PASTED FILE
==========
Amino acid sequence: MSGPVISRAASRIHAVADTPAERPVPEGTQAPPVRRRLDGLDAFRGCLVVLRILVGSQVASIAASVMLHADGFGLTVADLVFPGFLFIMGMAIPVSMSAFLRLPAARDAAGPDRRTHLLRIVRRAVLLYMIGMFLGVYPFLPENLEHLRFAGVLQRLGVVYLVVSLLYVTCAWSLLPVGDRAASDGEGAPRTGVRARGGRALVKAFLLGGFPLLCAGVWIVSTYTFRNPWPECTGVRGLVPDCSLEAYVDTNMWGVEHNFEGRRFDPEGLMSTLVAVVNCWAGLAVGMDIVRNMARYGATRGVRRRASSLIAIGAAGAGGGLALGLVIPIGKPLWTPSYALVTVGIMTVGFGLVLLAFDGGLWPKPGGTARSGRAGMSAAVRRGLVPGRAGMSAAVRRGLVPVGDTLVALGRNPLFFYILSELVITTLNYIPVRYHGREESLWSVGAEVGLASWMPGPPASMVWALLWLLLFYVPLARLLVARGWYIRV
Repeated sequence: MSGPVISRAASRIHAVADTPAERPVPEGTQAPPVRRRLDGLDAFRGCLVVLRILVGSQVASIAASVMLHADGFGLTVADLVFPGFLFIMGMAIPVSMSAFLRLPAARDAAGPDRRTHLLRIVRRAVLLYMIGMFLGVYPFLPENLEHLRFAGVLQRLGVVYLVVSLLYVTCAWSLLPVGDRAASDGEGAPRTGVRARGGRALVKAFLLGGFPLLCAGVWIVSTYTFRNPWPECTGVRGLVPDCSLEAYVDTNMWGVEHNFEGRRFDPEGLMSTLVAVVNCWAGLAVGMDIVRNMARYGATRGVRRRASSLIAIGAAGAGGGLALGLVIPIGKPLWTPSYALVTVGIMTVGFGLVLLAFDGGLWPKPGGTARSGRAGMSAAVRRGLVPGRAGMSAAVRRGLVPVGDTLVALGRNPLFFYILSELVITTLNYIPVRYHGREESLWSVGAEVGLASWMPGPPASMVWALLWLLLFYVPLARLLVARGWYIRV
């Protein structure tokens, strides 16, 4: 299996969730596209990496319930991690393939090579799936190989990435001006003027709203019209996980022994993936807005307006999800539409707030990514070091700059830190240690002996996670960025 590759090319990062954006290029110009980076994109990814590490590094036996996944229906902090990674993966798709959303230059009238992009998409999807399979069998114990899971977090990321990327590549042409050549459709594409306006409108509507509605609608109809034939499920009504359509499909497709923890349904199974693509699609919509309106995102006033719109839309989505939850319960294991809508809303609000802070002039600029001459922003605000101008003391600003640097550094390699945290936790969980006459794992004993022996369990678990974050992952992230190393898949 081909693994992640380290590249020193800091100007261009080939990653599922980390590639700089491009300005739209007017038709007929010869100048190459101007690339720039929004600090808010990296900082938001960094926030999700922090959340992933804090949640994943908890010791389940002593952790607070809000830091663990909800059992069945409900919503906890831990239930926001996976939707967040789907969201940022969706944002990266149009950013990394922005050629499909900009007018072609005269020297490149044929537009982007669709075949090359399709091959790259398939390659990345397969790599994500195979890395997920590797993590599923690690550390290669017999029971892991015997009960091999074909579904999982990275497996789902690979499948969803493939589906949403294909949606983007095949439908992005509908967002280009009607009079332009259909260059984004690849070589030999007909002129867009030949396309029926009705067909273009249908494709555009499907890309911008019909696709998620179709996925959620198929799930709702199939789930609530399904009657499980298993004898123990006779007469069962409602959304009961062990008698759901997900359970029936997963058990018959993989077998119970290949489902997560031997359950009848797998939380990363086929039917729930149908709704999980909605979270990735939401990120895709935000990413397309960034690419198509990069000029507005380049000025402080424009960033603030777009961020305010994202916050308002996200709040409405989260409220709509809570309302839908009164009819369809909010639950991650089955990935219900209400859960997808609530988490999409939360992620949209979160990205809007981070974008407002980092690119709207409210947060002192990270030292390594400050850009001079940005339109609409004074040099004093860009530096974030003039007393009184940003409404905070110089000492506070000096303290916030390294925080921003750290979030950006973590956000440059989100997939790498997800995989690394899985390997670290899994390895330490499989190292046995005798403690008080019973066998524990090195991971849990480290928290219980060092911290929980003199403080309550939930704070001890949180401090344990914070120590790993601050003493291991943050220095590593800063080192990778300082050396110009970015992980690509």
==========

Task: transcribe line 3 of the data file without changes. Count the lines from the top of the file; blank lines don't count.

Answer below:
């Protein structure tokens, strides 16, 4: 299996969730596209990496319930991690393939090579799936190989990435001006003027709203019209996980022994993936807005307006999800539409707030990514070091700059830190240690002996996670960025 590759090319990062954006290029110009980076994109990814590490590094036996996944229906902090990674993966798709959303230059009238992009998409999807399979069998114990899971977090990321990327590549042409050549459709594409306006409108509507509605609608109809034939499920009504359509499909497709923890349904199974693509699609919509309106995102006033719109839309989505939850319960294991809508809303609000802070002039600029001459922003605000101008003391600003640097550094390699945290936790969980006459794992004993022996369990678990974050992952992230190393898949 081909693994992640380290590249020193800091100007261009080939990653599922980390590639700089491009300005739209007017038709007929010869100048190459101007690339720039929004600090808010990296900082938001960094926030999700922090959340992933804090949640994943908890010791389940002593952790607070809000830091663990909800059992069945409900919503906890831990239930926001996976939707967040789907969201940022969706944002990266149009950013990394922005050629499909900009007018072609005269020297490149044929537009982007669709075949090359399709091959790259398939390659990345397969790599994500195979890395997920590797993590599923690690550390290669017999029971892991015997009960091999074909579904999982990275497996789902690979499948969803493939589906949403294909949606983007095949439908992005509908967002280009009607009079332009259909260059984004690849070589030999007909002129867009030949396309029926009705067909273009249908494709555009499907890309911008019909696709998620179709996925959620198929799930709702199939789930609530399904009657499980298993004898123990006779007469069962409602959304009961062990008698759901997900359970029936997963058990018959993989077998119970290949489902997560031997359950009848797998939380990363086929039917729930149908709704999980909605979270990735939401990120895709935000990413397309960034690419198509990069000029507005380049000025402080424009960033603030777009961020305010994202916050308002996200709040409405989260409220709509809570309302839908009164009819369809909010639950991650089955990935219900209400859960997808609530988490999409939360992620949209979160990205809007981070974008407002980092690119709207409210947060002192990270030292390594400050850009001079940005339109609409004074040099004093860009530096974030003039007393009184940003409404905070110089000492506070000096303290916030390294925080921003750290979030950006973590956000440059989100997939790498997800995989690394899985390997670290899994390895330490499989190292046995005798403690008080019973066998524990090195991971849990480290928290219980060092911290929980003199403080309550939930704070001890949180401090344990914070120590790993601050003493291991943050220095590593800063080192990778300082050396110009970015992980690509």